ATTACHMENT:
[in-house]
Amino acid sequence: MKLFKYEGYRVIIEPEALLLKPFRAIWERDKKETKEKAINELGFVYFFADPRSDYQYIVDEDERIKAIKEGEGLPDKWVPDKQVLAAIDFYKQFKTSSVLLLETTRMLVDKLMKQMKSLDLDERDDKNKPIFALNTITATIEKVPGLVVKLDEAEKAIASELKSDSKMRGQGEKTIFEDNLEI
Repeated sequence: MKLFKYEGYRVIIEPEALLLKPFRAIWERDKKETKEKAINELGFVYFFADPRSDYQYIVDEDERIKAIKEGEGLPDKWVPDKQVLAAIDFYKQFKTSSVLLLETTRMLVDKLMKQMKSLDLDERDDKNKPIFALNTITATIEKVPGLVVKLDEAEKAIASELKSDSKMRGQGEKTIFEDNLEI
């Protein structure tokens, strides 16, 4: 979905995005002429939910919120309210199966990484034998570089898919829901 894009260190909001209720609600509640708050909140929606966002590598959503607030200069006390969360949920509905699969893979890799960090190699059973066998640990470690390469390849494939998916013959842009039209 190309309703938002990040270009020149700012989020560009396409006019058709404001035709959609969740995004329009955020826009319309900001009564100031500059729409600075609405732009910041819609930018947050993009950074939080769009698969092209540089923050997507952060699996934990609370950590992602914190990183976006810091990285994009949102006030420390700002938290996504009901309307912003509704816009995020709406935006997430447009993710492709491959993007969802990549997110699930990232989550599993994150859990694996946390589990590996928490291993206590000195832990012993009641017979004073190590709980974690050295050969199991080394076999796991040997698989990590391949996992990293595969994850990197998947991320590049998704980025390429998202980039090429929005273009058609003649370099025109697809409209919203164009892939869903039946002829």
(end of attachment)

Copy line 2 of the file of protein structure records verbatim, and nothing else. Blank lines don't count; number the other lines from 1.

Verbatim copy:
Amino acid sequence: MKLFKYEGYRVIIEPEALLLKPFRAIWERDKKETKEKAINELGFVYFFADPRSDYQYIVDEDERIKAIKEGEGLPDKWVPDKQVLAAIDFYKQFKTSSVLLLETTRMLVDKLMKQMKSLDLDERDDKNKPIFALNTITATIEKVPGLVVKLDEAEKAIASELKSDSKMRGQGEKTIFEDNLEI